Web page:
We had a couple breakthroughs in our eating out adventures in the last couple weeks. I’ve mentioned before that it’s tough to find a vegetarian meal in Japan without going to a speciality shop, which are also few and far between. The awesome website vegi-navi.jp is starting to change that. Sites like Happy Cow are great, but they tend to focus on vegetarian/vegan-only places. Vegi-Navi adds in the local places that might have only a single veg meal on the menu, which is all you need sometimes.
We were in Tokyo last week and ended up getting a couple good meals out. First stop was Tinun, a Thai place in Omotesando across from the Toyko Metro station. The lunch menu was NOT vegetarian-friendly, but the waiter was very helpful. We explained our eating preference and together we came up with a couple dishes that could be modified. We ended up with Pad Thai with tofu and a Thai Fried Rice. Both were really good.
We were back in Ikebukuro around dinner time, so we headed toward one of the places we’d pre-mapped. We came out the wrong station exit, but fortunately I recognized the landmarks for another place we’d pre-mapped! According to vegi-navi, it’s called SENJOUTEUCHIGYOUZATEN. The poster inside the three-table restaurant said “Sen Jou Dumplings,” which is both accurate and easier to say.
The owner, I’m quite certain, sold us the veggie gyoza at the Taiwan Festival we attended in our first week in Japan. Her first question was “Are you vegetarian?” which was a good sign. She had a nice mix of veggie and meat options, but two complete vegetarian set options. We ordered one of each and got a table-load of food. Multi-colored gyoza, rice, veggies, soup and a mock-meat stir fry.
As we left, she introduced us to the cook—who also happened to be her mother. I told her we were already contemplating what we’d order next time.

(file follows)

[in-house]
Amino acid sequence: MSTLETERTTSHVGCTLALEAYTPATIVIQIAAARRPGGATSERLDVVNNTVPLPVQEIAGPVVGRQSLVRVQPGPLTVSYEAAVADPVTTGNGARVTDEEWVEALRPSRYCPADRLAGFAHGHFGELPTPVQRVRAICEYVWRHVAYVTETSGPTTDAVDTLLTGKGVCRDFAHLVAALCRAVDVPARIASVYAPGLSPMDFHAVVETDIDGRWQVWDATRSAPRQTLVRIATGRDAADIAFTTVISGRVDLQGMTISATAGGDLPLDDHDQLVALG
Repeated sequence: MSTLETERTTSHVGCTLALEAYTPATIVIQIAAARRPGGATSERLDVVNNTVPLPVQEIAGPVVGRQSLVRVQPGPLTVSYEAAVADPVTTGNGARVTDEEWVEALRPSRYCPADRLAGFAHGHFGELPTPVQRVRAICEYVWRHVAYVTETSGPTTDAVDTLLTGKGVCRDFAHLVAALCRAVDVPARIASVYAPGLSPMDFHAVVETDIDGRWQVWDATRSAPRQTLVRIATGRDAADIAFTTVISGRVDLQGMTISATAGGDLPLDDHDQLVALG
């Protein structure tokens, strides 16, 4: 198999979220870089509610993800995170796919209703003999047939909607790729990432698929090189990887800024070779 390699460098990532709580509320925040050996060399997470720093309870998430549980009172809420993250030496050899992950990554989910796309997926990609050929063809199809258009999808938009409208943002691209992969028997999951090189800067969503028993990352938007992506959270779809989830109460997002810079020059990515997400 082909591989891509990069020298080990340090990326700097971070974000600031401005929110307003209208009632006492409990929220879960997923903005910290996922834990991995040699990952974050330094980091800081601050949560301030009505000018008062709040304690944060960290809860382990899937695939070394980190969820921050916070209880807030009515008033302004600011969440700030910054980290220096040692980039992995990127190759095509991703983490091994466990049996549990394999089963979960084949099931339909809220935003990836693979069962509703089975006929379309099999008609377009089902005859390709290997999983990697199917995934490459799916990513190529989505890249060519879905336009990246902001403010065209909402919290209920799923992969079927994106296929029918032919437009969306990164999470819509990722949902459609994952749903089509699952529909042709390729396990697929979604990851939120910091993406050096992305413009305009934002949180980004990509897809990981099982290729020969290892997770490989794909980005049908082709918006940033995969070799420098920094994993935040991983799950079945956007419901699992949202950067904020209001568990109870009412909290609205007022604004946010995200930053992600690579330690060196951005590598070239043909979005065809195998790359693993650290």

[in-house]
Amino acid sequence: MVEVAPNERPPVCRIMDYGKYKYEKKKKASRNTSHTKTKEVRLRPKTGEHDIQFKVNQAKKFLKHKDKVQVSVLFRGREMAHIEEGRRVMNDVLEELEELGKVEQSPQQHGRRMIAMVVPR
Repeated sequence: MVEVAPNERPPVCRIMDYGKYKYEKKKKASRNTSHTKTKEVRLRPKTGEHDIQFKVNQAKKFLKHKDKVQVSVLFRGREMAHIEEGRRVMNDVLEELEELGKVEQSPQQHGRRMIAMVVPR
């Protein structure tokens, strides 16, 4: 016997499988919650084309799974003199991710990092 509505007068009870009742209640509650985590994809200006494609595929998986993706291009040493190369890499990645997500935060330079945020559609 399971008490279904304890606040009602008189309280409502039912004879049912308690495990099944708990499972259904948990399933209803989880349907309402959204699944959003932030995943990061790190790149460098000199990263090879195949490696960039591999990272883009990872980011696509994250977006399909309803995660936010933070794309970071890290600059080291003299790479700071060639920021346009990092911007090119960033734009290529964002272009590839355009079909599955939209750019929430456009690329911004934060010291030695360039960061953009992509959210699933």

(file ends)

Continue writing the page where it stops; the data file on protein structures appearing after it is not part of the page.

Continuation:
The best find, purely for convenience purposes, might have been Tempura Tendon Tenya. Located in Crea Mall, the open-air shopping hub in the heart of central Kawagoe, they have a full English menu (!!) and several set options. The rice set comes with all-you-can-eat rice and noodle sets are also available with soba or udon. The only “oops” in the meal was some dried fish shavings (katsuobushi) on the spinach, but it was easily brushed aside.
Last weekend, we headed west (without our camera) on the JR Kawagoe train for the first time, pointed toward Alishan Organic Cafe in Hidaka City. Only three stops and a bus ride from our station, this will be a return destination. The cafe menu is 100% vegetarian and mixes a standard menu with seasonal specialties. We ordered a donburi bowl (rice bowl) with mock-meat and veggies and a teriyaki veggie burger. Both came with a salad and fried panko-crusted potato ball. Excellent, clean-tasting food. They also have a small store with hard-to-find organic and vegetarian products.
I really enjoy cooking at home, but it’s also nice to find some places for those days where cooking just isn’t in the cards.
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